And so the association's work will continue, except its headquaters will be at Texas Tech University's Southwest Collection in Lubbock next fall, rather than HSU's Forty Acres.
They have a good collection, they gave office space in the new library there and they gave one of their professors time to actually run it," Dr. Aston said. "They really went all out to get the collection and they've been big supporters of it for years anyway."
The move makes sense, of course, but it still means something of a loss for Abilene and HSU.
Who knows? The time may well come when you want to know which burns best and brightest-- donkey droppings, mule manure or cow chips.
A. C. Greene to
Keynote West Texas Historical Association Meeting
Everything from cowboys to the Ku Klux Klan to boxing in Langtry will be covered during the 75th annual meeting of the West Texas Historical, to be held at Hardin-Simmons University today and Saturday.
Capping the weekend of historical recollecting will be a banquet speech tonight by Abilene native and Texas author A. C. Greene, a columnist with the Dallas Morning News.
Greene, well-known to Abilene and the Big Country, was formerly employed by the Abilene Reporter-News and HSU, where he briefly headed its budding journalism department.
The author's topic for the evening will be "The Captain and the Major, a Denominational Fight in Early Abilene, 1886."
The Cooper Fiddlers, directed by longtime Abilene Mark Best, will conclude the banquet program at the Grace Cultural Center.
Begun in 1924 through the efforts of Sweetwater Judge R. C. Crane and historian Rupert Richardson, the West Texas Historical Association has been based at HSU throughout its history. It moves to Texas Tech this summer.
"This year's program looks as if it will carry on this tradition in grand style," Dr. B. W. Aston, senior professor of history and director of the Richardson Research Center at HSU, said of the annual meeting's offerings.
Sessions will be held in HSU's School of Business Johnson Building. Twenty-four papers will be given by both lay people and professional historians covering such topics as ranching, army posts, frontier medicine, fence-cutting wars and German music out west.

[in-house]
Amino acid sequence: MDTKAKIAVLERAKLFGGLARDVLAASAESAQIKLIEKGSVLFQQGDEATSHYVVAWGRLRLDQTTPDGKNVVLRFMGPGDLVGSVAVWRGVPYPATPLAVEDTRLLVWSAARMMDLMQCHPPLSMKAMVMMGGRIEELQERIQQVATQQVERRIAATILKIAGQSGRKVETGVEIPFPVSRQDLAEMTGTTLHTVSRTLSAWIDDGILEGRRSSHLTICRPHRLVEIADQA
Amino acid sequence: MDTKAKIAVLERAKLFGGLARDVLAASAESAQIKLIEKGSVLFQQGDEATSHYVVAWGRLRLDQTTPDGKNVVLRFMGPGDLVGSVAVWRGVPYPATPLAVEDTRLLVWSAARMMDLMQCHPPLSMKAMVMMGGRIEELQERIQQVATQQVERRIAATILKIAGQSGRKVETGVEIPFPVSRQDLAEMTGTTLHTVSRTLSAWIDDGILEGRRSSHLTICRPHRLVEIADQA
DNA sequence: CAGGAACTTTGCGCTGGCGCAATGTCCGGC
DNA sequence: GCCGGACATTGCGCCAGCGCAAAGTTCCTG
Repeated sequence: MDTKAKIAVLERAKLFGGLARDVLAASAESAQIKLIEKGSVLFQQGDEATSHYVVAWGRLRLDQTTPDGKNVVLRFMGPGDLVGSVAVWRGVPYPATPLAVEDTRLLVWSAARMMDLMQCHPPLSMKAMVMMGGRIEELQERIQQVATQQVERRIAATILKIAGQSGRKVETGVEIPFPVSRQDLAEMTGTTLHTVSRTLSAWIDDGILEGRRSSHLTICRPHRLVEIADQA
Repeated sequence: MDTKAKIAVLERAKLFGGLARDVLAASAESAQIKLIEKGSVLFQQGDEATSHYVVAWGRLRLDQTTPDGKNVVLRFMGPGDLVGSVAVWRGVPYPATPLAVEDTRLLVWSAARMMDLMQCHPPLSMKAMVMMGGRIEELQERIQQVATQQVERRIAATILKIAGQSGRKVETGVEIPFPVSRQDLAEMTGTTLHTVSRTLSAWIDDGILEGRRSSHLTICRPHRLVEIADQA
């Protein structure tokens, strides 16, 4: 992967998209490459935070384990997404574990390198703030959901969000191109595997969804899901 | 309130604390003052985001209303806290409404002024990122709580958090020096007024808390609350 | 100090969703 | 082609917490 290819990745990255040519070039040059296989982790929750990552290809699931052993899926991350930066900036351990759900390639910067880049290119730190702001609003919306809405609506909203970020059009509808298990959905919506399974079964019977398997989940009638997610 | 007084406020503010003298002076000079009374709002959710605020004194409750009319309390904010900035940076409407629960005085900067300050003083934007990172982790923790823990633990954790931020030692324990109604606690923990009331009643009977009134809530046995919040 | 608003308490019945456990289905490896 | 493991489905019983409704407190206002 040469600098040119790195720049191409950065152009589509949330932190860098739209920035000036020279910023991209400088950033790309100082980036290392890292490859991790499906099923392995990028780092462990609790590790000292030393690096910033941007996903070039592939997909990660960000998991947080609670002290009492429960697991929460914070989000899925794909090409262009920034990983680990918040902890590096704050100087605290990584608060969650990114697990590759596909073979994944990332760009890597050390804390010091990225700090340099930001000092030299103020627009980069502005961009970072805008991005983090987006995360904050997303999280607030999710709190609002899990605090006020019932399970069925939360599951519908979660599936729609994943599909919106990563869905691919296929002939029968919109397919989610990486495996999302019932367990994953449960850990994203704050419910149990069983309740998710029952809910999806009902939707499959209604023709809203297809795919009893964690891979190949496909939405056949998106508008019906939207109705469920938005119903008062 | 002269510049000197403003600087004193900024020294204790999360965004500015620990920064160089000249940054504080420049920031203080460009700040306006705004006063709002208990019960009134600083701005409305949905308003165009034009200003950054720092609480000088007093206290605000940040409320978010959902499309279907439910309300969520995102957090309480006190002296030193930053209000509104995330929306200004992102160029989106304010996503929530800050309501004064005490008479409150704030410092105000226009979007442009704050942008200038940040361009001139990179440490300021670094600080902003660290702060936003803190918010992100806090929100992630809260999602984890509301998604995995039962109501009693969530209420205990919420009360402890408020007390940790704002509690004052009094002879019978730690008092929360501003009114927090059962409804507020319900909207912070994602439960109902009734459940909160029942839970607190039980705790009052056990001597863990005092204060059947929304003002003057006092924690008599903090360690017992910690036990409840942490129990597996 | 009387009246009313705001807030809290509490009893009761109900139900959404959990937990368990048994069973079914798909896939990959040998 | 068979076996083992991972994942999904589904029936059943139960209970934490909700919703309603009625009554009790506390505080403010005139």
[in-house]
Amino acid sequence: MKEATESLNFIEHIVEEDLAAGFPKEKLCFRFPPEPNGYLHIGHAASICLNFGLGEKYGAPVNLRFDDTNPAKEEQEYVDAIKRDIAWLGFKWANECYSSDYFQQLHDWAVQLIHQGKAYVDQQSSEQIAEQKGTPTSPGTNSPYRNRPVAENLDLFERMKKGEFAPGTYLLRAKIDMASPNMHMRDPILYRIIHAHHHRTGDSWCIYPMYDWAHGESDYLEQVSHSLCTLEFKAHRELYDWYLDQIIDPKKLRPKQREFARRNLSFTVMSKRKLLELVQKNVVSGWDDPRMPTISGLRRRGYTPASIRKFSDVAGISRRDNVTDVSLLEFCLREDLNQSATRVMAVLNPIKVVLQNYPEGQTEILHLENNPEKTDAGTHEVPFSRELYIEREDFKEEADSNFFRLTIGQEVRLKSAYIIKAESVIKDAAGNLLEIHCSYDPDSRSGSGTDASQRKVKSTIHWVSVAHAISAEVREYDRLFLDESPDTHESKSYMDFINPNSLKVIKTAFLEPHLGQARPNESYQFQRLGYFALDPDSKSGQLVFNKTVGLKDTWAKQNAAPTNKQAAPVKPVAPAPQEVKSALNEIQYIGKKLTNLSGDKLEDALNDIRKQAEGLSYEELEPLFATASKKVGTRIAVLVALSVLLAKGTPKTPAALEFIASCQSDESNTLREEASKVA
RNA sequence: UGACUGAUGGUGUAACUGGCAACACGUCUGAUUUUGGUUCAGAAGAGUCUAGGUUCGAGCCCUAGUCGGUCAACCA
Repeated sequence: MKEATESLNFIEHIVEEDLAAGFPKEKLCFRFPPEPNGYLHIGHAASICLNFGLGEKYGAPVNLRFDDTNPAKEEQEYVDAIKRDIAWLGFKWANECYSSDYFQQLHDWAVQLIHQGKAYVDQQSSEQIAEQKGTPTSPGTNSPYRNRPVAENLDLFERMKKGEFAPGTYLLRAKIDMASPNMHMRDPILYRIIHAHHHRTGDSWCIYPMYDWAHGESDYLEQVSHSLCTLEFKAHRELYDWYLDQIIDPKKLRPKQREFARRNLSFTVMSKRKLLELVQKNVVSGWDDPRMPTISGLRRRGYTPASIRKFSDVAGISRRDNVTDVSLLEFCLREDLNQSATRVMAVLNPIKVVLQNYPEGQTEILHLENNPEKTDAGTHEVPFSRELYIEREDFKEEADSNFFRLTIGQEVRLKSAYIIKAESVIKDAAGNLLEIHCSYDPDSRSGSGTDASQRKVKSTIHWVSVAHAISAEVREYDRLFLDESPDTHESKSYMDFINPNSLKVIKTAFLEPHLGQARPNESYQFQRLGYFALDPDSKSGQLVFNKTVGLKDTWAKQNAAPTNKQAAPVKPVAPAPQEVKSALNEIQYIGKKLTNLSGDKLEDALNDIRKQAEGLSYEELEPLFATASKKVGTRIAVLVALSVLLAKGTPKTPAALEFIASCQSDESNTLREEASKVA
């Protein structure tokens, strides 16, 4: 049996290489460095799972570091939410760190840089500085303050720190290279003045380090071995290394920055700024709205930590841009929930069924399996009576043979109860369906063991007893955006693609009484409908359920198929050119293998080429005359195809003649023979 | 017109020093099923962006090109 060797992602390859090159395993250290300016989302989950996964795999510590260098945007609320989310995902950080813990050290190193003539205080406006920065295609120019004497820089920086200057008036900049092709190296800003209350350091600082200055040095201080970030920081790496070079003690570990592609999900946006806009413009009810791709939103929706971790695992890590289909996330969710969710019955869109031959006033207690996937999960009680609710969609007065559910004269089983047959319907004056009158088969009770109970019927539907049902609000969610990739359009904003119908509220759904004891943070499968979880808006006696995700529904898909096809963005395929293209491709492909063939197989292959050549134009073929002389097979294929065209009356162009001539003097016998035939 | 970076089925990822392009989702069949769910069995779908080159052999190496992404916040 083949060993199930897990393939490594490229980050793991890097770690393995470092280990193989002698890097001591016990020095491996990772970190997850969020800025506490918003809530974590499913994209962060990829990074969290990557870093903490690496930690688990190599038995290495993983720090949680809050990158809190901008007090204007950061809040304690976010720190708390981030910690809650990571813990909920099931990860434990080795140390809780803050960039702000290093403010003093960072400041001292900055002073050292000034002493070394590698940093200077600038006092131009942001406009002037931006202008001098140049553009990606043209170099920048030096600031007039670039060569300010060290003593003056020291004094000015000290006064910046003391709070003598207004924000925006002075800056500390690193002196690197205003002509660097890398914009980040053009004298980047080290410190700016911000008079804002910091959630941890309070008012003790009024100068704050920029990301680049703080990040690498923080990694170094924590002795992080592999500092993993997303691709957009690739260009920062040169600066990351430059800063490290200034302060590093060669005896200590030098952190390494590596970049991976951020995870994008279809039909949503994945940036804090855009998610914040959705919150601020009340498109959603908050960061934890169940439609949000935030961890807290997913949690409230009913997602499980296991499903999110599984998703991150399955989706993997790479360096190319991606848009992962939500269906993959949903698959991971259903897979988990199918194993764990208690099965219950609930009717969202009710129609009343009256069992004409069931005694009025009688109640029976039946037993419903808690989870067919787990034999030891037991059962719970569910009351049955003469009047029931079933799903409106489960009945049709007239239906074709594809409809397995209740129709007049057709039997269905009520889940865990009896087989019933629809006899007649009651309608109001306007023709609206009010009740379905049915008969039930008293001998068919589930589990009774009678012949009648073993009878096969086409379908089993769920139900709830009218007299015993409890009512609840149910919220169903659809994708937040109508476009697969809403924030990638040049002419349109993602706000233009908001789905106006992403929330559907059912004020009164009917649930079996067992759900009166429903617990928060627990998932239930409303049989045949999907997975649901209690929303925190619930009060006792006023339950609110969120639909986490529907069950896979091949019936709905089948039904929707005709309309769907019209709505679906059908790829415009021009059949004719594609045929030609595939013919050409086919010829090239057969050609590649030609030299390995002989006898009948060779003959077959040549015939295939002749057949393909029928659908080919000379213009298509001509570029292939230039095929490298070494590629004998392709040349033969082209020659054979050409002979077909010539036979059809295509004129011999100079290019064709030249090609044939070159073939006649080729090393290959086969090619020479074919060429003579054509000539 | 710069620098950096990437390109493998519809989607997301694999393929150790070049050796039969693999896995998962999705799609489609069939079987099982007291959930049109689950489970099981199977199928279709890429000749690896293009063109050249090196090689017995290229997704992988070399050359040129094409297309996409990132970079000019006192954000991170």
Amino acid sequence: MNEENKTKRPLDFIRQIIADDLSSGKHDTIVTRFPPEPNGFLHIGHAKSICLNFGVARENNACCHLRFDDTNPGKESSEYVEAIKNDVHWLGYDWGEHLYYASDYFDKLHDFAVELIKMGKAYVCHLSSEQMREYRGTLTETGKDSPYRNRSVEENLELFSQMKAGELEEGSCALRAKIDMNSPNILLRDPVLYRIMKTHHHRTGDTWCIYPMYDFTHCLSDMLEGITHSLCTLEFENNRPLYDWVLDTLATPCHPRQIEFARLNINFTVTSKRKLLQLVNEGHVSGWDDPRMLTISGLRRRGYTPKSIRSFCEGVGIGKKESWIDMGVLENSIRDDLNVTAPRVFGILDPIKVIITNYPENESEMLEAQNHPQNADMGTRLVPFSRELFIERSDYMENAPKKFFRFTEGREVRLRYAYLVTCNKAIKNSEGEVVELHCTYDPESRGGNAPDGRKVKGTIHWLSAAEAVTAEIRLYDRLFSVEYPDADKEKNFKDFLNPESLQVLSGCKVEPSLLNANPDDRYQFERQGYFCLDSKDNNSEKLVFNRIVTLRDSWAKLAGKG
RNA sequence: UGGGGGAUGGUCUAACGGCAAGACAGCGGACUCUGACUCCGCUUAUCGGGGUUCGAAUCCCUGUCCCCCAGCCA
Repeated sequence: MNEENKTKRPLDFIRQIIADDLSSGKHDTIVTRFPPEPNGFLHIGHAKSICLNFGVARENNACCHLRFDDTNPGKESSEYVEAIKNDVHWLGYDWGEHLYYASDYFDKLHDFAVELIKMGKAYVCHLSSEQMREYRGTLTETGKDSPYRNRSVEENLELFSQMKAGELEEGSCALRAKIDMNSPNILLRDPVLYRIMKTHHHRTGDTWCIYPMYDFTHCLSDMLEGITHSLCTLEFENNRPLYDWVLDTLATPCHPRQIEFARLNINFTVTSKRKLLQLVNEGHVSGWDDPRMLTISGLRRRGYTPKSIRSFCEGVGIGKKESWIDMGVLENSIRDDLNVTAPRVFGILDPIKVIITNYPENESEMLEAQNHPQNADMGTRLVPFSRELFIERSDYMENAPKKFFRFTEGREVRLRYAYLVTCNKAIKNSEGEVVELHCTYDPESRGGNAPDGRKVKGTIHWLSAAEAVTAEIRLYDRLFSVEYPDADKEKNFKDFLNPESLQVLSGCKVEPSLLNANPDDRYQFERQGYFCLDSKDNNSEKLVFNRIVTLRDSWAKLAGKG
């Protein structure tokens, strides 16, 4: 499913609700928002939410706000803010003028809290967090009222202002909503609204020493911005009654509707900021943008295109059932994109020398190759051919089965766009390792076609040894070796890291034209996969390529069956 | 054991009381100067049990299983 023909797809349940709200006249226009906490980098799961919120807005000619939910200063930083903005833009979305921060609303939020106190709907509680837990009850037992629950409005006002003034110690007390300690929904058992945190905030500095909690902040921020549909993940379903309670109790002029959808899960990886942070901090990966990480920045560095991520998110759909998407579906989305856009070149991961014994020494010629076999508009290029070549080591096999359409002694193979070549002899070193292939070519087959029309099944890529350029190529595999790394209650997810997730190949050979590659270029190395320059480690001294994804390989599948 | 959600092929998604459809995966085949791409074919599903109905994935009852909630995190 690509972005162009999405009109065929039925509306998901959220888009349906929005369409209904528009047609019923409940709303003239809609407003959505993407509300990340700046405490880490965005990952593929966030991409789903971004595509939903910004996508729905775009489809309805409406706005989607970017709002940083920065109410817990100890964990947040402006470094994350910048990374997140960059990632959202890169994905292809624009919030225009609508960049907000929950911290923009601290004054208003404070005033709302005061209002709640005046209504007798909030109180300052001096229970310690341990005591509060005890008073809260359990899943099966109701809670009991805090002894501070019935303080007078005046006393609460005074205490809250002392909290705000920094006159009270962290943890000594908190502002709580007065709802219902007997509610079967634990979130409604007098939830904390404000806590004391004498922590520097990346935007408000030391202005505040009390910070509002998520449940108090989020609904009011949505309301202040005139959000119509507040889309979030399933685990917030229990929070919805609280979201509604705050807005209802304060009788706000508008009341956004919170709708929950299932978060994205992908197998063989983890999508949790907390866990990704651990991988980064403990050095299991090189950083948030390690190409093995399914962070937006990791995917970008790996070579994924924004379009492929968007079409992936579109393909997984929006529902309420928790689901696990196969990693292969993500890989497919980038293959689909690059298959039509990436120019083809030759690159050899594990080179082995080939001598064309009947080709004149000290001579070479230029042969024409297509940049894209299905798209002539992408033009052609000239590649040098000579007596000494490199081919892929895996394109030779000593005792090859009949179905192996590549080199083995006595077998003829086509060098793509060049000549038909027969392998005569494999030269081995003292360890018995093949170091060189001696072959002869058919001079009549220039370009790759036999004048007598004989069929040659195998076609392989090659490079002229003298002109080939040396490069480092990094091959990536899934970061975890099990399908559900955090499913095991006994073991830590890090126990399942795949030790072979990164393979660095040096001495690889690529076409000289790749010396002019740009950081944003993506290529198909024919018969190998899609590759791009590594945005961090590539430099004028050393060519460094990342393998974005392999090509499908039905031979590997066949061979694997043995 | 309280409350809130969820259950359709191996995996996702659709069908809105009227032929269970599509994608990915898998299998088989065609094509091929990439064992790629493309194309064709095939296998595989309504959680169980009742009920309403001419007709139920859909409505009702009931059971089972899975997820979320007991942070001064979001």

Historical group moving to new
office in Lubbock
After 75 years in Abilene, the West Texas Historical Association is making a little history itself by moving to Texas Tech.
The association's membership voted April 18 to move the headquarters from Hardin-Simmons University to Tech. The move will begin this summer, and the association will host a public reception Sept. 18 at the Southwest Collection/Special Collections Library to open the office.
Paul Carlson in the Tech history department will be the interim executive director when the association moves its headquarters to Lubbock.
"It's going to be a lot of work," Carlson said. "It's a regional association, but it's a big region. We're happy and proud that it's coming to Texas Tech."
The association's editorial offices, which produce the newsletter and the yearbook, have been in Lubbock for the last two years, and now the executive offices will be here as well.
The association is devoted to collecting, researching and publishing the history of West Texas. In fact, in its 75-year existence, the association has published 73 book-sized volumes on the region's history.
It was founded in 1923 by HSU professor R.N. Richardson of Abilene, R.C. Crane of Sweetwater and William Curry Holden of Lubbock. Richardson was the director of the association until his death in 1988.
B.W. Aston, professor of history at HSU, took over for Richardson in 1990, but is nearing retirement.
"With my retirement looming, it's best for the organization to move to Lubbock," Aston said. "We really don't have anybody here that's ready to take over the operation of the association."
And after 75 years in Abilene, Aston said the Baptist-affiliated school is losing a treasured part of its history.
"It's sad to see it go," he said. "But I'm also a realist, and I know that Tech can do a lot more for it than we can. They've provided office space, and they can do more.
"We've been stable at 350 members for quite some time, so maybe Tech can help it grow," he said. "It's sad to see it go, but we're realists."
Historical Group to Host Conferences
The West Texas Historical Association will host a number of speakers and events at Texas Tech todayi and Saturday as part of the group's 74th annual meeting.
Most of the events will be in the new Southwest Collection/Special Collections Library.
Registration is at 12:30 p.m., and tours of the Southwest Collection/Special Collections Library will begin at 12:30 p.m., 1:30 p.m. and 3 p.m.
A presentation on ''Ranch Dance Fiddle Tunes'' from 1 to 1:30 p.m. will precede conferences.
The conferences are:
A reception will be at the Holiday Inn on South Loop 289 at 6:30 p.m., followed by a banquet. Lawrence Graves will discuss ''George Mahon: West Texas and American History.''
Other conferences will begin Saturday morning;
The president's luncheon and business meeting will conclude events from noon to 2 p.m. at the Ranching Heritage Center.
Older Articles on WTHA Activities
For older news articles on WTHA activities, click WTHA in the News, 1984.
During an interval at the WTHA's 37th annual meeting, Dr. Ernest Wallace, J. W. Williams, Dr. Robert C. Cotner, and Dr. Floyd Ewing, Jr., browse among the book stacks of the Southwest Collection. Click on the image to see a larger version.
Tech professor Allan Keuthe at the podium.